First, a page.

United States District Court, D. South Dakota, Southern Division
June 17, 2015
DONALD LOREN ANDERSON, Petitioner,
DARREN YOUNG, S.D. STATE PENITENTIARY, THE ATTORNEY GENERAL OF THE STATE OF SOUTH DAKOTA, Respondents.
VERONICA L. DUFFY UNITED STATES MAGISTRATE JUDGE
Petitioner, Donald Loren Anderson (“Mr. Anderson”) an inmate at the Mike Durfee State Prison in Springfield, South Dakota, has filed a petition for writ of habeas corpus pursuant to 28 U.S.C. § 2254 and has paid the $5.00 filing fee.
The pending matter was referred to the Magistrate Judge pursuant to 28 U.S.C. § 636(b)(1)(B) and Judge Schreier's Standing Order dated October 16, 2014.
Mr. Anderson was convicted in a jury trial of sexual contact with a child under the age of 16. The trial court sentenced him to 10 years in the penitentiary and required him to register as a sex offender. Mr. Anderson appealed and the South Dakota Supreme Court affirmed his conviction on May 8, 2013.
Thereafter, Mr. Anderson filed a state habeas petition, but the record is unclear as to when. The South Dakota Supreme Court denied Anderson’s motion for certificate of probable cause on that state habeas petition on June 12, 2014. Anderson filed this federal habeas corpus petition on May 28, 2015.
A. Rule 4
Rule 4 of the Rules Governing Section 2254 Cases states in pertinent part:
The clerk must promptly forward the petition to a judge under the court’s assignment procedure, and the judge must promptly examine it. If it plainly appears from the petition and any attached exhibits that the petitioner is not entitled to relief in the district court, the judge must dismiss the petition and direct the clerk to notify the petitioner. If the petition is not dismissed, the judge must order the respondent to file an answer, motion or other response within a fixed time, or to take other action the judge may order . . .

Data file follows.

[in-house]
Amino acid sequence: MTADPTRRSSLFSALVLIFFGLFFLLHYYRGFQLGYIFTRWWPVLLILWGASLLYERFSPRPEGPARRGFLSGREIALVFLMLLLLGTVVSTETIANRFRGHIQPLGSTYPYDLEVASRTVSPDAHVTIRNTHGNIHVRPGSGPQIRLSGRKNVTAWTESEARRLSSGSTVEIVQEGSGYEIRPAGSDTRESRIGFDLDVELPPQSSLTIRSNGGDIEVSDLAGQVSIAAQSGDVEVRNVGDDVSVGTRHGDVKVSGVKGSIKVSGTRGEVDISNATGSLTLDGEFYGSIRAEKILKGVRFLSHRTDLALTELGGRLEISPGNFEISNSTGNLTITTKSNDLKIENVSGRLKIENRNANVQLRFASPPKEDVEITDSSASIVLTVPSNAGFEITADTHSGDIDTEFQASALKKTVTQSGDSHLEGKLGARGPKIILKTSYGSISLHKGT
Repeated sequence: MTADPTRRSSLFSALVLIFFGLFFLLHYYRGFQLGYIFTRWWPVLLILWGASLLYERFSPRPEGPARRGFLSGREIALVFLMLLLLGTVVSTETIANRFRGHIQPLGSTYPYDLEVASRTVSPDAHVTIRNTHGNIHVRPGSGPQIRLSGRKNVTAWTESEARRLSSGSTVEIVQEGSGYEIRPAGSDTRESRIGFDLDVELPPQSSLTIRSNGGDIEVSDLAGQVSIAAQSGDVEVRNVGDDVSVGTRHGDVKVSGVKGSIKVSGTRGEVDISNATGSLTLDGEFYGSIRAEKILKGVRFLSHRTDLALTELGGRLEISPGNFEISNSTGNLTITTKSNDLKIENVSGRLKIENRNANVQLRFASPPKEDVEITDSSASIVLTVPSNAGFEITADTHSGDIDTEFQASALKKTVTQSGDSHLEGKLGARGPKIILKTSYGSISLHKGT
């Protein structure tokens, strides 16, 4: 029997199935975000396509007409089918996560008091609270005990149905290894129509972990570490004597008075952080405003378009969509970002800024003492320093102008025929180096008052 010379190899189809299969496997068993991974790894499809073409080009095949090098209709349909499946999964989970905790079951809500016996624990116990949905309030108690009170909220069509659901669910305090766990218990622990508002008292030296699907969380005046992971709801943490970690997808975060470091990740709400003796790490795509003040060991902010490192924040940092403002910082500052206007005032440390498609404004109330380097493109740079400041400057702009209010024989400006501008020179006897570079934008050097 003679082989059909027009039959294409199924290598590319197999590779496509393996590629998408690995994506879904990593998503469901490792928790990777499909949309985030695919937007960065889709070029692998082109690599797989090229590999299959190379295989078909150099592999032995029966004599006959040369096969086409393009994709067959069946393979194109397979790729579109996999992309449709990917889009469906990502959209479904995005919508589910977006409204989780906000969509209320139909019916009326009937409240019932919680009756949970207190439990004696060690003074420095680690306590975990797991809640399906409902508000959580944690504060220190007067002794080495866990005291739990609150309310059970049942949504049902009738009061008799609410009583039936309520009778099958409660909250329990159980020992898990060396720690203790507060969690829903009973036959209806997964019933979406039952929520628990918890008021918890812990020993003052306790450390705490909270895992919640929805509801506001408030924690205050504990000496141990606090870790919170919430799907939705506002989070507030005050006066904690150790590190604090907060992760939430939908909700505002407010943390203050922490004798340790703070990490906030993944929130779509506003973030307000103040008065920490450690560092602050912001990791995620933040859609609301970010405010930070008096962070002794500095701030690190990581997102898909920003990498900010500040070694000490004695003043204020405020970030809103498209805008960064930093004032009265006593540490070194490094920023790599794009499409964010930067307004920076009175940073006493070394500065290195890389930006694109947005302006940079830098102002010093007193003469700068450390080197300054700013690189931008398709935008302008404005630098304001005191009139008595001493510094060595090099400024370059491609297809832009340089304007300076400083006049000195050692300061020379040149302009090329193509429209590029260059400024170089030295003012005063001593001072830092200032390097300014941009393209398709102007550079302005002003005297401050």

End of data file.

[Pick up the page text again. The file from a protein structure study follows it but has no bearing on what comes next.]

This Court’s preliminary review, required by Rule 4, reveals that Anderson’s pending § 2254 petition may be barred by the AEDPA statute of limitations.
B. AEDPA Statute of Limitations
The AEDPA contains a one year statute of limitations. Specifically, 28 U.S.C. § 2244(d) provides in relevant part:
(d) (1) A 1-year period of limitation shall apply to an application for writ of habeas corpus by a person in custody pursuant to the judgment of a State court. The limitation period shall run from the latest of C
(A) the date on which the judgment became final by the conclusion of direct review or the expiration of the time for seeking such review;
(B) the date on which the impediment to filing an application created by State action in violation the Constitution or laws of the United States is removed, if the applicant was prevented from filing by such State action;
(C) the date on which the constitutional right asserted was initially recognized by the Supreme Court, if the right has been newly recognized by the Supreme Court and made retroactively applicable to cases on collateral review;
(D) the date on which the factual predicate of the claim or claims presented could have been discovered through the exercise of due diligence.
(2) The time during which a properly filed application for State post-conviction or other collateral review with respect to the pertinent judgment or claim is pending shall not be counted toward any period of limitation under this subsection.
See 28 U.S.C. § 2244(d)(1) and (2).
A judgment or state conviction is final, for purposes of commencing the statute of limitation period, at “(1) either the conclusion of all direct criminal appeals in the state system, followed by either the completion or denial of certiorari proceedings before the United States Supreme Court; or (2) if certiorari was not sought, then by the conclusion of all direct criminal appeals in the state system followed by the expiration of the time allotted for filing a petition for the writ.” Smith v. Bowersox, 159 F.3d 345, 348 (8th Cir. 1998). The time allotted for filing a petition for writ of certiorari with the Supreme Court is ninety days. Jihad v. Hvass, 267 F.3d 803, 804 (8th Cir. 2001).